As summer continues on into August, and the city of N’awlins tries to keep cool and lay low, there’s only one man worth stepping away from the AC vent to dance for, and that’s Louis Armstrong. The legendary jazz musician and New Orleans’ favorite son, also known as “Satchmo” from his nickname “Satchel Mouth” [per its size] embodies what it means to be a New Orleanian, symbolizing our city in a way that’s smooth, captivating, and unique. He truly was, and still is, everything New Orleans – and everyone knows it.
Whether it was his soulful and kind-hearted approach to life, his ability to sooth with the sound of his trumpet, or his love of his favorite dish, red beans and rice, Armstrong was relatable, likeable, and someone who connected people from all across New Orleans, no matter their background. What would be Satchmo’s 118th birthday approaches on August 4, and with the Satchmo Summerfest taking place on August 2-4, it’s a great time to remember what made Louis Armstrong an unmistakable character, and how his music reached deep into our souls with transfixing tunes from his trumpet.
Now, we all know that New Orleans is defined by the characters, festivals, rhythm, cuisine, smells (both good and bad), and enduring traditions; but not everyone is aware of the ways Armstrong helped define the city in a difficult time of separation and segregation. Even the biggest fans of his catchy riffs and heartfelt performances may not know about his love of America’s sport: Baseball. He was a fanatic.
While his music career was in ‘full swing’, Armstrong decided to do something that celebrated other great talents in town. In 1931, he created “Louis Armstrong’s Secret Nine,” an all-black baseball team consisting of, actually, 17 players. Before the advent of Jackie Robinson, when baseball leagues were segregated, Armstrong was part of the counterculture baseball scene in New Orleans that boasted players who were every bit as good as their white counterparts; he was ahead of his time in sponsoring this select team formerly-known as the “Raggedy Nine.” Armstrong’s Secret Nine, known to be composed of members of the illustrious Zulu Aid and Social Club, was outfitted by Armstrong in what he remarked to be, “…the finest uniforms ever seen on sandlots and diamonds in the Big Easy.”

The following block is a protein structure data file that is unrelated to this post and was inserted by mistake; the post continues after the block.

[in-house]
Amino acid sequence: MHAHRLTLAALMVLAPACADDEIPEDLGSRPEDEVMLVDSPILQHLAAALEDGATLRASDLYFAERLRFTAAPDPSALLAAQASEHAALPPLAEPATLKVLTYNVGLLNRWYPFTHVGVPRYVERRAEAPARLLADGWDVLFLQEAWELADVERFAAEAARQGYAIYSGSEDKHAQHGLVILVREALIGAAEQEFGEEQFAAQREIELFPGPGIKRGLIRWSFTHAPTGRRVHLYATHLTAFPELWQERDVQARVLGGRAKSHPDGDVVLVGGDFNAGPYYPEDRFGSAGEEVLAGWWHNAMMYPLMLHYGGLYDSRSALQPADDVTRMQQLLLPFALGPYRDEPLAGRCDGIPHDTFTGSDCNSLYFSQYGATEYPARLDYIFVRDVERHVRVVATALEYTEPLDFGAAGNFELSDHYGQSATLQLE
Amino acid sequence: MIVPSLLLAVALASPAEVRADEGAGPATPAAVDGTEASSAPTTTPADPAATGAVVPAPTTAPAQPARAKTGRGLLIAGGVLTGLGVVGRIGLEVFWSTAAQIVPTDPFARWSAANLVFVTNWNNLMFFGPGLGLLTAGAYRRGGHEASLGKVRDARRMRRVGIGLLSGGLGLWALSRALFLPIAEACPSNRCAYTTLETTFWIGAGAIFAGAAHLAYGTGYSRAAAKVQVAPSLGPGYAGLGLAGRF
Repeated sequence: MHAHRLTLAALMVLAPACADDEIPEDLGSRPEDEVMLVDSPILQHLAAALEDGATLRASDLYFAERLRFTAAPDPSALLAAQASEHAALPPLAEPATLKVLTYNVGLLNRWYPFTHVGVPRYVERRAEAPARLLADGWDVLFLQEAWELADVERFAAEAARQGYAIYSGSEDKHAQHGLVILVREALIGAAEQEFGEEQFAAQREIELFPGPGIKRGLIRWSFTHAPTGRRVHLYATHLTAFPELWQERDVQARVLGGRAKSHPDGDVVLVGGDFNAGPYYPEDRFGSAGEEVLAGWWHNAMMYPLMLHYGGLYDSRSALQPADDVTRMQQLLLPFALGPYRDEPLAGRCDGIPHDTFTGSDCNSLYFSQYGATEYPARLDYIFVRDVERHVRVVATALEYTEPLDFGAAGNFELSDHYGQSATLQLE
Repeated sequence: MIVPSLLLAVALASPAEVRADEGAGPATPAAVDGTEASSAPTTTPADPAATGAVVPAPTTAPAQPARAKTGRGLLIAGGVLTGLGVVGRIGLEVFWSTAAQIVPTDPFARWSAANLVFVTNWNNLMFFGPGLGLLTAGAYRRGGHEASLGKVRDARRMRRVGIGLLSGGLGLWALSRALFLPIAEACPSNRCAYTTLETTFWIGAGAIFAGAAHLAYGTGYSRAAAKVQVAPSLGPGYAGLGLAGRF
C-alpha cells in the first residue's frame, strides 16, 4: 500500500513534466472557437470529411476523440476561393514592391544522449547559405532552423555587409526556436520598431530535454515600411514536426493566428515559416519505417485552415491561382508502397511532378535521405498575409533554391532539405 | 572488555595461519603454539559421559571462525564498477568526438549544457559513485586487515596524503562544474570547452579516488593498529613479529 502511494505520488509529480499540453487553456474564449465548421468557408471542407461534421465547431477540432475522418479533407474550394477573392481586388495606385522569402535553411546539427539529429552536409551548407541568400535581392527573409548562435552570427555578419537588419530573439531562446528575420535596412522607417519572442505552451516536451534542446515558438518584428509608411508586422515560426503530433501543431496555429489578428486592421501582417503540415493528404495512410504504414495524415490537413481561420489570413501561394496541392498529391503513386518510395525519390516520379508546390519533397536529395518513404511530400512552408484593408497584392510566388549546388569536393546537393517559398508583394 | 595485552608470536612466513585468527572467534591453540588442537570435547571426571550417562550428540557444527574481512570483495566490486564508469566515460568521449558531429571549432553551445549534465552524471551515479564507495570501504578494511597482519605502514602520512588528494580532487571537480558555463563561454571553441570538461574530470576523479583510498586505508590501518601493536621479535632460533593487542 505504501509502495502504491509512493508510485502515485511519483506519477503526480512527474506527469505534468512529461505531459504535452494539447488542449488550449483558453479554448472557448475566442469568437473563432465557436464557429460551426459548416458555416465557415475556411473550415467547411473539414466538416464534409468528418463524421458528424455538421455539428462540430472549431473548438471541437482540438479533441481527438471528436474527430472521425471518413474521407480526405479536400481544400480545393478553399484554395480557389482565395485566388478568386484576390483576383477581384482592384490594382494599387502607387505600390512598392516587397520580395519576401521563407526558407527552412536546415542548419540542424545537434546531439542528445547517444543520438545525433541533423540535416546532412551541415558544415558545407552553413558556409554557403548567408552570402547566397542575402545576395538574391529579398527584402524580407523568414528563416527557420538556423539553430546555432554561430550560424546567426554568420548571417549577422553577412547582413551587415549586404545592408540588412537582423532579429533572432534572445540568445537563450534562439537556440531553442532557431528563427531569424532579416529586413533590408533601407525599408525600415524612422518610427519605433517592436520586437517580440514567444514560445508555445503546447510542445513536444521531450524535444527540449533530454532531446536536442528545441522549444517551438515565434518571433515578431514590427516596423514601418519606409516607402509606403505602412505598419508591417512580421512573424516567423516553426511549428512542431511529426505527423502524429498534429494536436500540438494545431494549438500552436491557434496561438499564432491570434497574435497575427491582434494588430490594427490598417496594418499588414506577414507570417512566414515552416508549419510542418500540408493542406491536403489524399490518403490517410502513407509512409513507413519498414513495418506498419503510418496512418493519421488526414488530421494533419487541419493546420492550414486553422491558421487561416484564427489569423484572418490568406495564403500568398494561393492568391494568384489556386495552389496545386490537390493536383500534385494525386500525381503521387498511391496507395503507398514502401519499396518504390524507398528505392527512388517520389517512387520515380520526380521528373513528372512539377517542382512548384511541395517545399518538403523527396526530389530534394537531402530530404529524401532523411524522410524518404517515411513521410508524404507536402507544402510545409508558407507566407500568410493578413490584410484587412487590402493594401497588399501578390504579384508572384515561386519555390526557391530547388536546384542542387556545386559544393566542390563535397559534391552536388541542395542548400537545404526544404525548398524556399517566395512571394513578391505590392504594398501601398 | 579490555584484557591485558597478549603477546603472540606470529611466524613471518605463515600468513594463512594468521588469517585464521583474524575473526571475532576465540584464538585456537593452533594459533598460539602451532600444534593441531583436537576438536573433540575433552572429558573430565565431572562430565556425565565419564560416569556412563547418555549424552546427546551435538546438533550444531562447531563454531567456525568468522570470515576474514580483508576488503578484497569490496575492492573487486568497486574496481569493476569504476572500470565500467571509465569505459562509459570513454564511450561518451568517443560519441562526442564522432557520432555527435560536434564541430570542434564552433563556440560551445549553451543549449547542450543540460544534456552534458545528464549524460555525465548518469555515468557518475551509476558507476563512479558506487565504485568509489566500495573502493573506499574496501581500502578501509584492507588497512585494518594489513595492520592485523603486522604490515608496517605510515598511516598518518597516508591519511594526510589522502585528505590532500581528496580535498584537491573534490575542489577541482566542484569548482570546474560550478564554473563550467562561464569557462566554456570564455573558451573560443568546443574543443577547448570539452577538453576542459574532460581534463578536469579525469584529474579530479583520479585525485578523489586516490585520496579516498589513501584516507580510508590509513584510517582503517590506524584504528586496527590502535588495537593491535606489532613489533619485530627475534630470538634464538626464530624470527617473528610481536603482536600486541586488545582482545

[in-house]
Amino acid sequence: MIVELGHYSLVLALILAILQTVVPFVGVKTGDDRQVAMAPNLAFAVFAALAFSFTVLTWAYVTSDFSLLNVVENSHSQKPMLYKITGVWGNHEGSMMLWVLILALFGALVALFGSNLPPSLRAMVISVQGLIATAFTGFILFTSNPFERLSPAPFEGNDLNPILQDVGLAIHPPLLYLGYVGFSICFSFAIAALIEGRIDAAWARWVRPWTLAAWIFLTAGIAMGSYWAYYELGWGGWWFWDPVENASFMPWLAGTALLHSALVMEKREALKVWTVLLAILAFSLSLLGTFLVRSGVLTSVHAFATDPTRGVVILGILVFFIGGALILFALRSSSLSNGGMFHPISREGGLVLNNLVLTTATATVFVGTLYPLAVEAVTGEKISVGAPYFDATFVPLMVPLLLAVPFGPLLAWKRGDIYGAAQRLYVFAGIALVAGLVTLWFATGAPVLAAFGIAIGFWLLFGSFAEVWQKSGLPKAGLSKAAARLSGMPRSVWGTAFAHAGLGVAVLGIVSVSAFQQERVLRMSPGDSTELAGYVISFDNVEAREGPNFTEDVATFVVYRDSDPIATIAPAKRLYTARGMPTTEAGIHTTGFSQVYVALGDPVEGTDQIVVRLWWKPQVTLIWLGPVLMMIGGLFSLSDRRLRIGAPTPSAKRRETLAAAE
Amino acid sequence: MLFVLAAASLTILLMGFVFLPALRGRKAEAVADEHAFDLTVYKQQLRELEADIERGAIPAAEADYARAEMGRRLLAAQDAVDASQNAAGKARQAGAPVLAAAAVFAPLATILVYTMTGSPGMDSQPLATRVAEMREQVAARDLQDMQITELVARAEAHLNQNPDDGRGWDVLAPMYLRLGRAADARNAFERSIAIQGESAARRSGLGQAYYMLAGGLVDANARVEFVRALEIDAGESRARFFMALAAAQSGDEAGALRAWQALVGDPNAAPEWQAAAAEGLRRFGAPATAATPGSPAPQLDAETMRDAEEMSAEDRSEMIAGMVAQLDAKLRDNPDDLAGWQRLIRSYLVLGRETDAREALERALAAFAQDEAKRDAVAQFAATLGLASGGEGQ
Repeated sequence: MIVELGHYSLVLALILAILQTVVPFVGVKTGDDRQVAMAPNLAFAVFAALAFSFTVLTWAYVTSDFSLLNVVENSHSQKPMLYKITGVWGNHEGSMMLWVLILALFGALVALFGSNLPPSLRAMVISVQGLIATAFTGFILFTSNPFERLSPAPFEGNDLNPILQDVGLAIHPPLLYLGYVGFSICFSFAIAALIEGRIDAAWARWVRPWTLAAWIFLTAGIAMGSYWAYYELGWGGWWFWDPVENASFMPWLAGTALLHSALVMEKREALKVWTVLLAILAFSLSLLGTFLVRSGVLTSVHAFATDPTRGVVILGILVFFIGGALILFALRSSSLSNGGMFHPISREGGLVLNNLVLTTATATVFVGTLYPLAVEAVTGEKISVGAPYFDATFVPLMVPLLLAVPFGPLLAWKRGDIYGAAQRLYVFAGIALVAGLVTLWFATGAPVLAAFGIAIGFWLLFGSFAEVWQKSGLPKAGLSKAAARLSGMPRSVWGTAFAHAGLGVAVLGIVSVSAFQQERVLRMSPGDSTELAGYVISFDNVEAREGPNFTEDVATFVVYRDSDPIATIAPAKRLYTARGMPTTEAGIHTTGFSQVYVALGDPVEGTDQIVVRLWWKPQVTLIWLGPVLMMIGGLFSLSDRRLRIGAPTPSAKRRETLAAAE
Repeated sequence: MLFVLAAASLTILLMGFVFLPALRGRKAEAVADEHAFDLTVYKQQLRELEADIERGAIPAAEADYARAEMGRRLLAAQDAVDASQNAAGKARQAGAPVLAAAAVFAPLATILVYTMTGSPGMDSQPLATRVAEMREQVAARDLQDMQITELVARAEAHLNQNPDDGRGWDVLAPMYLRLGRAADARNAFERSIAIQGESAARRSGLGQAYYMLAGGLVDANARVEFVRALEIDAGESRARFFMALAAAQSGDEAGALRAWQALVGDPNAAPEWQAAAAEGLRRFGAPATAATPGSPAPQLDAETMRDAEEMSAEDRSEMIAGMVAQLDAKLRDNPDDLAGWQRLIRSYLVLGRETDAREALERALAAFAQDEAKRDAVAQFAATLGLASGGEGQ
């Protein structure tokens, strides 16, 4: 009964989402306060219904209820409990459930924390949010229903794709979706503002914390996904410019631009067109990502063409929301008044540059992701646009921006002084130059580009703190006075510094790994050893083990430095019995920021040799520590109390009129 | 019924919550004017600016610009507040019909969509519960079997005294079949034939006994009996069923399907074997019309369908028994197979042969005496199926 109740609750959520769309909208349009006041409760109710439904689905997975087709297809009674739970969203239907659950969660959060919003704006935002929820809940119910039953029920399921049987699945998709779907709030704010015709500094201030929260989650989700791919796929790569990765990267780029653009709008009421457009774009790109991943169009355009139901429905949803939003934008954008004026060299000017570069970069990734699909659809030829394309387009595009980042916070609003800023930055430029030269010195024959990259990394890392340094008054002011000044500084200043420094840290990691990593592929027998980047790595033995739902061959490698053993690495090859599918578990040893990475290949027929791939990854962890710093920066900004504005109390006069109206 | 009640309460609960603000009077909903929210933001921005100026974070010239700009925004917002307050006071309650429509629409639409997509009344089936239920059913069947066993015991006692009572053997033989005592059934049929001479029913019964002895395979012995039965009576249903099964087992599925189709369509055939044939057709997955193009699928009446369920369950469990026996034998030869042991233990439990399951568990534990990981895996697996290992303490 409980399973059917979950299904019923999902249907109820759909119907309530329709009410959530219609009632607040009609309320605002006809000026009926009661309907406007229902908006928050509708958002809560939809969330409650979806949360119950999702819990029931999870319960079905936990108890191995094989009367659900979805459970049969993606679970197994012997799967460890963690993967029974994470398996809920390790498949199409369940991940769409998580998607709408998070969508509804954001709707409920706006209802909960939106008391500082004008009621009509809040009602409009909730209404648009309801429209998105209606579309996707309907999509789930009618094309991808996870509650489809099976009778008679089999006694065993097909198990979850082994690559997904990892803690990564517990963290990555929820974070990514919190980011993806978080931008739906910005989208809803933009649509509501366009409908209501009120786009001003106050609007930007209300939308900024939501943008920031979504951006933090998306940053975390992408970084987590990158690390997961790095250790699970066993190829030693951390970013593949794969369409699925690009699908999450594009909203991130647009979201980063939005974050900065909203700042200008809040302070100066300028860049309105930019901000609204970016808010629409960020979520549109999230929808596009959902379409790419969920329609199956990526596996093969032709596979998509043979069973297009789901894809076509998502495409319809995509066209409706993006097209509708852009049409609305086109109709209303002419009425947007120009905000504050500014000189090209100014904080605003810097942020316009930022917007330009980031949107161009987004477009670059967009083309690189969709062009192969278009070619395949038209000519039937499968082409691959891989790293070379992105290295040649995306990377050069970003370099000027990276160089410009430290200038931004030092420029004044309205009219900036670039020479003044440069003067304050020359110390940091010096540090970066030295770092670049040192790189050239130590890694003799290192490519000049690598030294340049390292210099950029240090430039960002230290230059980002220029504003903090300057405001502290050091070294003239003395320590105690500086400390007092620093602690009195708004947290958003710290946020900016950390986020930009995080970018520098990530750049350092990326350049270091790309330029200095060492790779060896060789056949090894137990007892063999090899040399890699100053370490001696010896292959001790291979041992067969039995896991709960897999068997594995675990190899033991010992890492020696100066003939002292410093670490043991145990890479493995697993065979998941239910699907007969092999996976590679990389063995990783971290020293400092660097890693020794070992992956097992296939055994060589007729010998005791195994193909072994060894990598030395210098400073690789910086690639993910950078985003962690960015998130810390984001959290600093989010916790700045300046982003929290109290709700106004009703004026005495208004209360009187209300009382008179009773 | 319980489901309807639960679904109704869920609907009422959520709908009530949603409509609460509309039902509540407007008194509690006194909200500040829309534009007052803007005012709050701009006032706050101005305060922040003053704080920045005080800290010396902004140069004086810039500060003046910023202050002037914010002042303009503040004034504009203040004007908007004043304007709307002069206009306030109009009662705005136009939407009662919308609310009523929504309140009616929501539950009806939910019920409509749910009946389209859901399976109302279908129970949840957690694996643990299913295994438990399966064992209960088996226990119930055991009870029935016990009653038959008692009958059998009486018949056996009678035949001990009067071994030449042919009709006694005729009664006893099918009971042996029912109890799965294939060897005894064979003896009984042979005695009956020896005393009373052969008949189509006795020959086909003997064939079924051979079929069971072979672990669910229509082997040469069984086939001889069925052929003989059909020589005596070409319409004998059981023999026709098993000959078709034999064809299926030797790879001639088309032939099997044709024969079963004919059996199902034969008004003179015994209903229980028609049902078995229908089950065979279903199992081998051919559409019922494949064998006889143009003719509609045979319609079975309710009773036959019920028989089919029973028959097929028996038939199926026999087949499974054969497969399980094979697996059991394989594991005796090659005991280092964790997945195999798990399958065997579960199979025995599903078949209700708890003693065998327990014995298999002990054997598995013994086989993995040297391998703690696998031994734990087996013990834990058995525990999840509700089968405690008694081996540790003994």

While the Secret Nine’s complete story remains somewhat unknown, according to The Louisiana Weekly, there was, in fact, a game on August 17, 1931 between the Secret 9 and the New Orleans Black Pelicans. And while the Secret 9 fell to the Pels with a score of 0-4, the game went down in history because of the losing team’s dapper uniforms. An unpublished manuscript in the collection of the Louis Armstrong House Museum has a section referring to his team and their loss that day. In it, Armstrong says, “The Secret Nines all had new suits, gloves, bats, balls, etc., everything that the big league had to look professional. Of course they lost, but I still say they wouldn’t have been beatened so badly if they hadn’t been too proudly to slide into the plate. Just because they had on their first baseball suits, and brand new ones at that, but it was all in fun, and a good time was had by all I know. I had myself a ball.”
We remember Armstrong through his music and love of life, and at International House in New Orleans, the boutique hotel dedicated to connecting its guests to a unique experience of the city, Armstrong’s immense legacy is celebrated throughout the hotel. Secret Nine jerseys are proudly on display and have been reproduced for employees and guests to sport. Certain guest room walls are graced by a number of original images by Herman Leonard, one of the most renowned jazz photographers of the 1940s, ‘50s, and ‘60s, featuring Armstrong singing, playing his trumpet, and being the life of the party.
From reinventing popular music to his involvement in civil rights, Satchmo was always looking to “spice up” the lives of those in need of his light-hearted, big-hearted demeanor.Although the Secret Nine is not among his better-known accomplishments, it is without a doubt one of the more poignant and compelling contributions we remember today.